Preparing for the GDPR: 6 things to consider
Felicia Asiedu, Merrill Corporation | October 31, 2017
During our recent GDPR webinar, we unpacked some topics regarding the new regulation and the potential impact on organisations both within and outside of the EU.
Some key take-aways were:
- The GDPR is an opportunity…for businesses to look at where and how their data is being acquired, stored and shared and to review who has access to it. Companies with their customers at heart have an opportunity to develop a relationship of trust in the digital economy by taking care of their data.
- There is nothing to fear…even though this is a material change in the law and there is a healthy amount of scaremongering with regards to fines, in reality, much of the framework to support compliance is already in place. In many cases, all that will be needed is some enhancement of what is already there. And rather than be intimidated, businesses outside the EU should view this as a chance to step up their management of personal data to align with a regulation that addresses today’s privacy challenges.
- Non-compliance may not be a deal breaker… data breaches are becoming more prevalent, and so when looking at the M&A process, the risks associated with the GDPR are similar to those that already exist. The key is to identify a target’s potential privacy shortcomings during due diligence, understand the impact on valuation and how to mitigate or remedy for a successful deal outcome.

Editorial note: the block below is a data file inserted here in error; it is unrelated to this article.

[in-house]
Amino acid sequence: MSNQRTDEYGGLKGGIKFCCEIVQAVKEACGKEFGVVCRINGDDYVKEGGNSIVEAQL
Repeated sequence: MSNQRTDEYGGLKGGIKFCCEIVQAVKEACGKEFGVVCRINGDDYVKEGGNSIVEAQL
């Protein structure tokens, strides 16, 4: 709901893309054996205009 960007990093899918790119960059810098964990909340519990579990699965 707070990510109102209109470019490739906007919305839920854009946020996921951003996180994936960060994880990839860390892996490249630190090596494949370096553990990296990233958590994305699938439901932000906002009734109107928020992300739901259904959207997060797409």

- The importance of vendor management is heightened…under the GDPR it is expected that due diligence be conducted on third-party suppliers to ensure they process personal information in accordance with strict instructions and implement appropriate security measures. It could be a good idea to invest in a vendor management program as the increased responsibility of third-party vendor management could prove to be fairly arduous.
- Preparation is key… based on a poll taken during the webinar, most businesses feel relatively prepared for the new regulation. In the M&A context, the more prepared businesses are to review and share paperwork, the less risk there is of being exposed to fines and deals being delayed.
- The GDPR will drive due diligence…the increased risk of an acquirer’s exposure to litigation, fines and regulatory scrutiny will drive behavioural changes resulting in a more thorough due diligence process. When it comes to cyber security, buyers are likely to have more stringent, detailed warranty requests. As cyber security becomes a material risk, the focus on indemnity provisions is also likely to intensify.